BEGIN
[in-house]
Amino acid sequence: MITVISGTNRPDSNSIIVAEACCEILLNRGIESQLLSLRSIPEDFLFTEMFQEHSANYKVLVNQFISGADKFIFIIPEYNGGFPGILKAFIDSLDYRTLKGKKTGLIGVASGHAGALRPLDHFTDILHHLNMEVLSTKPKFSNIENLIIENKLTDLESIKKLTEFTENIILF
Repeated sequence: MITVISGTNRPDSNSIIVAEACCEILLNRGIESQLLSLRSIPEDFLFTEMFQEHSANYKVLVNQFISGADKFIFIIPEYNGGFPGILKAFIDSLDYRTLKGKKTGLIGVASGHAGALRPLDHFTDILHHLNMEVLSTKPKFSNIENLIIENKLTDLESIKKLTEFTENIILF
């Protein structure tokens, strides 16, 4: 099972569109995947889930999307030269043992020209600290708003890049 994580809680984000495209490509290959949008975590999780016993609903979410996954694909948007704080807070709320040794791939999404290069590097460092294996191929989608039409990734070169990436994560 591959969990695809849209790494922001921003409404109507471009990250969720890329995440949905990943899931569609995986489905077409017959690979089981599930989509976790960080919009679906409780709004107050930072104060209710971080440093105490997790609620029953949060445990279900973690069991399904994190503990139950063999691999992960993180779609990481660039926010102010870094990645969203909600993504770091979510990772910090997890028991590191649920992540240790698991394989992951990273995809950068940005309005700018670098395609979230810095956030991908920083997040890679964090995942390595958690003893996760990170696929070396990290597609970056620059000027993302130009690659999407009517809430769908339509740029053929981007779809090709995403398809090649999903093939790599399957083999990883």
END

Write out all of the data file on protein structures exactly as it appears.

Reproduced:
[in-house]
Amino acid sequence: MITVISGTNRPDSNSIIVAEACCEILLNRGIESQLLSLRSIPEDFLFTEMFQEHSANYKVLVNQFISGADKFIFIIPEYNGGFPGILKAFIDSLDYRTLKGKKTGLIGVASGHAGALRPLDHFTDILHHLNMEVLSTKPKFSNIENLIIENKLTDLESIKKLTEFTENIILF
Repeated sequence: MITVISGTNRPDSNSIIVAEACCEILLNRGIESQLLSLRSIPEDFLFTEMFQEHSANYKVLVNQFISGADKFIFIIPEYNGGFPGILKAFIDSLDYRTLKGKKTGLIGVASGHAGALRPLDHFTDILHHLNMEVLSTKPKFSNIENLIIENKLTDLESIKKLTEFTENIILF
């Protein structure tokens, strides 16, 4: 099972569109995947889930999307030269043992020209600290708003890049 994580809680984000495209490509290959949008975590999780016993609903979410996954694909948007704080807070709320040794791939999404290069590097460092294996191929989608039409990734070169990436994560 591959969990695809849209790494922001921003409404109507471009990250969720890329995440949905990943899931569609995986489905077409017959690979089981599930989509976790960080919009679906409780709004107050930072104060209710971080440093105490997790609620029953949060445990279900973690069991399904994190503990139950063999691999992960993180779609990481660039926010102010870094990645969203909600993504770091979510990772910090997890028991590191649920992540240790698991394989992951990273995809950068940005309005700018670098395609979230810095956030991908920083997040890679964090995942390595958690003893996760990170696929070396990290597609970056620059000027993302130009690659999407009517809430769908339509740029053929981007779809090709995403398809090649999903093939790599399957083999990883």